A product that must be purchased in order to be consumed, and whose consumption by one individual prevents another individual from consuming it.
(Investopedia, at http://www.investopedia.com/terms/p/private-good.asp#ixzz3bcWZngMn, accessed 30 May 2015.)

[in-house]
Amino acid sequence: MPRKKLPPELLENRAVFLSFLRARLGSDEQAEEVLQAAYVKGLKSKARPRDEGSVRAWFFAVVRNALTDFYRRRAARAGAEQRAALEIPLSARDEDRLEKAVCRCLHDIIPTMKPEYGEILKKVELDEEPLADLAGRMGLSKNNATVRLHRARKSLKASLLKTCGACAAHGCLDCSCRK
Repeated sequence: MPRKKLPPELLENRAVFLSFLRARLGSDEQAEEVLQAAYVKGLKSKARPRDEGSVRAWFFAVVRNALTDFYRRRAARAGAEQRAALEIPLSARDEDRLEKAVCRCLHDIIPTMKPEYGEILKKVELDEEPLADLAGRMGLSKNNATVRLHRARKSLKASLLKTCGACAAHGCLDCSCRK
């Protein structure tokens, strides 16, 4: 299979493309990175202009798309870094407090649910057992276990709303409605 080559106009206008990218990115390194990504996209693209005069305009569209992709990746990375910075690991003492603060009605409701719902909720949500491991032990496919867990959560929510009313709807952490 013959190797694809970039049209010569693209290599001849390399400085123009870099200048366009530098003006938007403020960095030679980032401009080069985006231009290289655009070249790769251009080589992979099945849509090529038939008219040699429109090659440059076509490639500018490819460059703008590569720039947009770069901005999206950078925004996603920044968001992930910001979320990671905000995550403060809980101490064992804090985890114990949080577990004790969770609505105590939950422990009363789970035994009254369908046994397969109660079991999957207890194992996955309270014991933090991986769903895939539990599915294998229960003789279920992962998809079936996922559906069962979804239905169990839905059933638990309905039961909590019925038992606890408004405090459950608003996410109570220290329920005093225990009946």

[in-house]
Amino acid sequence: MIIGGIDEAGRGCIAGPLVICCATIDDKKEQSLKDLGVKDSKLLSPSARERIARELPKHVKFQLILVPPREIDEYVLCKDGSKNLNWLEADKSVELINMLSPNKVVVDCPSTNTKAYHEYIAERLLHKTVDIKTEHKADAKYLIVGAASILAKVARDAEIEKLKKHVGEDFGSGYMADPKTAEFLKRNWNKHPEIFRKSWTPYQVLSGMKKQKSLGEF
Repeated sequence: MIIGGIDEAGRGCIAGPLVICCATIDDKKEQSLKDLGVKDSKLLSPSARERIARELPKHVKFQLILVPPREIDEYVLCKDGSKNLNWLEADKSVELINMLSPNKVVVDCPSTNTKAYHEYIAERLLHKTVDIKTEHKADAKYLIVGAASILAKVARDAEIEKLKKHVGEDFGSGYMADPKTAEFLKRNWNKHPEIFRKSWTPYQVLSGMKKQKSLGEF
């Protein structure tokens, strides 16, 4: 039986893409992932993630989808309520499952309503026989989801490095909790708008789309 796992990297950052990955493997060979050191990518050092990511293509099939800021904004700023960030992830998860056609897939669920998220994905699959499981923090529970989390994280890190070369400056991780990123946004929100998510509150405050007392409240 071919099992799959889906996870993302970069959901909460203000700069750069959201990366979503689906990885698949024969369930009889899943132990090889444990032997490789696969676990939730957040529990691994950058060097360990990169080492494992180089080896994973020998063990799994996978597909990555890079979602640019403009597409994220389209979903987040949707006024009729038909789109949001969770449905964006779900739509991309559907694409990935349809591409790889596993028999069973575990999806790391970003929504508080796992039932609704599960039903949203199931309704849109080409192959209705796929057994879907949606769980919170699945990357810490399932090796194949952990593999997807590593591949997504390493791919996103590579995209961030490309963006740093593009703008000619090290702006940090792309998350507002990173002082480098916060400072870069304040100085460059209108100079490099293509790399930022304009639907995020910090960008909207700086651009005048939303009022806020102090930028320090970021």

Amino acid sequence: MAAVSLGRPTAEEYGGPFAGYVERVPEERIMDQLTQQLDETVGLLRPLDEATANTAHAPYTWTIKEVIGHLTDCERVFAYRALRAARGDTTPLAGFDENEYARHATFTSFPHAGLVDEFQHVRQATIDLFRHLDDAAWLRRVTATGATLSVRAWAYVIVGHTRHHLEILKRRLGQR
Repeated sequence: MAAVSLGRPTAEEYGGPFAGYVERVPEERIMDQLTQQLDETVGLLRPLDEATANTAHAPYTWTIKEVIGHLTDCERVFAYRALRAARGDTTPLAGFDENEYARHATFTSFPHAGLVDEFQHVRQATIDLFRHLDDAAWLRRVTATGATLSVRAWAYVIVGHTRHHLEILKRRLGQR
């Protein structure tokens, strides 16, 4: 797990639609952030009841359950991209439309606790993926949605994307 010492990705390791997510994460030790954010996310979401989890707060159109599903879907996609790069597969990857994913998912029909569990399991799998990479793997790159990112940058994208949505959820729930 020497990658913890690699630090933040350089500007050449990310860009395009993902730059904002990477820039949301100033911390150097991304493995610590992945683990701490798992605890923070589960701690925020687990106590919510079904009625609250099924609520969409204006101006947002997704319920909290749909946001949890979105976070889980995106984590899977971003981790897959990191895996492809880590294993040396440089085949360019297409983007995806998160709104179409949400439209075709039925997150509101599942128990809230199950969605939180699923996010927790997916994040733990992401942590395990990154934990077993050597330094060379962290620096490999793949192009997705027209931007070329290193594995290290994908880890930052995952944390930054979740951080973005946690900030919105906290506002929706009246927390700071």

Economists refer to private goods as "rivalrous" and "excludable". If there is competition between individuals to obtain the good and if consuming the good prevents someone else from consuming it, a good is considered a private good. A private good is the opposite of a public good. Examples of private goods include food, airplane rides and cell phones. Private goods are less likely to experience the free rider problem because a private good has to be purchased - it is not readily available for free. A company's goal in producing a private good is to make a profit. Without the incentive created by revenue, a company is unlikely to want to produce the good. (http://www.investopedia.com/terms/p/private-good.asp#ixzz3bcX4h7Gc, accessed 30 May 2015.)